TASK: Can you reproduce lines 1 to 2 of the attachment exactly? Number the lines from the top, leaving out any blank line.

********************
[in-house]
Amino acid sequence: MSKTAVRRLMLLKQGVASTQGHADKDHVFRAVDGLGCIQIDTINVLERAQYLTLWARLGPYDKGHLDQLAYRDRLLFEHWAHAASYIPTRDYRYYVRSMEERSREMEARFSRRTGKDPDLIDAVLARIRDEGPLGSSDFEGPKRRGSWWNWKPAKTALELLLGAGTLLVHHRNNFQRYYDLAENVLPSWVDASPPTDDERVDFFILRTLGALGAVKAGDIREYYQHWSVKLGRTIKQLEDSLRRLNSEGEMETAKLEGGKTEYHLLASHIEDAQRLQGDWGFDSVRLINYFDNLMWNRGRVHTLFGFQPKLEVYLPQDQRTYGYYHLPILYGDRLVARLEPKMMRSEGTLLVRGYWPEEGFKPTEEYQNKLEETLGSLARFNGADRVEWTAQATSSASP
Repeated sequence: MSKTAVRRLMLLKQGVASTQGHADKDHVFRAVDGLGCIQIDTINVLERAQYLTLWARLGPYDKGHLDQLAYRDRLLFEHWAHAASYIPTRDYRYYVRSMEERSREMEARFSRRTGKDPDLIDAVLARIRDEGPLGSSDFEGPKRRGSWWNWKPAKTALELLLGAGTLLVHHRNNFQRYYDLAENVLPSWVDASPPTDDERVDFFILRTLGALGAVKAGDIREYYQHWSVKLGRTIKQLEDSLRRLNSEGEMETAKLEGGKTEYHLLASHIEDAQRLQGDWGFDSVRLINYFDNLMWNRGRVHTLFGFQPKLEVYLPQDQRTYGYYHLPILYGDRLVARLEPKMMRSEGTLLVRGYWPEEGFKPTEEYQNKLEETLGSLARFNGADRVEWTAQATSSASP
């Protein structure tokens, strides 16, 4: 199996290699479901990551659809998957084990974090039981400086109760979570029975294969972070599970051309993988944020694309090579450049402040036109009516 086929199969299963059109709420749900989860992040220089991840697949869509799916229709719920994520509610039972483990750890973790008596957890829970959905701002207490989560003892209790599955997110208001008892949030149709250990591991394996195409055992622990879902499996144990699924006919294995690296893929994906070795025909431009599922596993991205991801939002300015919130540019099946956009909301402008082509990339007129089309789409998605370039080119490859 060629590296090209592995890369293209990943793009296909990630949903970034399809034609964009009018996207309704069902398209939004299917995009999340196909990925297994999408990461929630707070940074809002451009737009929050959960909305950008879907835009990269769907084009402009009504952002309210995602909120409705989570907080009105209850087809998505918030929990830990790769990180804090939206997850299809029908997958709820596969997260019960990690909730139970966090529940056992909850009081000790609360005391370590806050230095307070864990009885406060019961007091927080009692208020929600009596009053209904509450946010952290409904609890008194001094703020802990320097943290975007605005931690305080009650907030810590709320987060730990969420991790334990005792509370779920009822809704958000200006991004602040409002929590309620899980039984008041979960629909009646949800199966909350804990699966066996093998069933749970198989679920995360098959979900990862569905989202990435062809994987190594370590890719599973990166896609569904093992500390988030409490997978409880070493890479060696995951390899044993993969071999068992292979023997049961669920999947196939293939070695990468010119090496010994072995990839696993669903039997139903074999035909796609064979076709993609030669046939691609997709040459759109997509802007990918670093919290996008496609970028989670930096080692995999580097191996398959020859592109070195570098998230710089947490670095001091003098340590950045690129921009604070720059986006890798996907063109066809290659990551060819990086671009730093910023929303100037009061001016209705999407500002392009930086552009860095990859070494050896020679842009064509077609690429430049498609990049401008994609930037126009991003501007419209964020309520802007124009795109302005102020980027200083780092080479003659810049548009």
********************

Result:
[in-house]
Amino acid sequence: MSKTAVRRLMLLKQGVASTQGHADKDHVFRAVDGLGCIQIDTINVLERAQYLTLWARLGPYDKGHLDQLAYRDRLLFEHWAHAASYIPTRDYRYYVRSMEERSREMEARFSRRTGKDPDLIDAVLARIRDEGPLGSSDFEGPKRRGSWWNWKPAKTALELLLGAGTLLVHHRNNFQRYYDLAENVLPSWVDASPPTDDERVDFFILRTLGALGAVKAGDIREYYQHWSVKLGRTIKQLEDSLRRLNSEGEMETAKLEGGKTEYHLLASHIEDAQRLQGDWGFDSVRLINYFDNLMWNRGRVHTLFGFQPKLEVYLPQDQRTYGYYHLPILYGDRLVARLEPKMMRSEGTLLVRGYWPEEGFKPTEEYQNKLEETLGSLARFNGADRVEWTAQATSSASP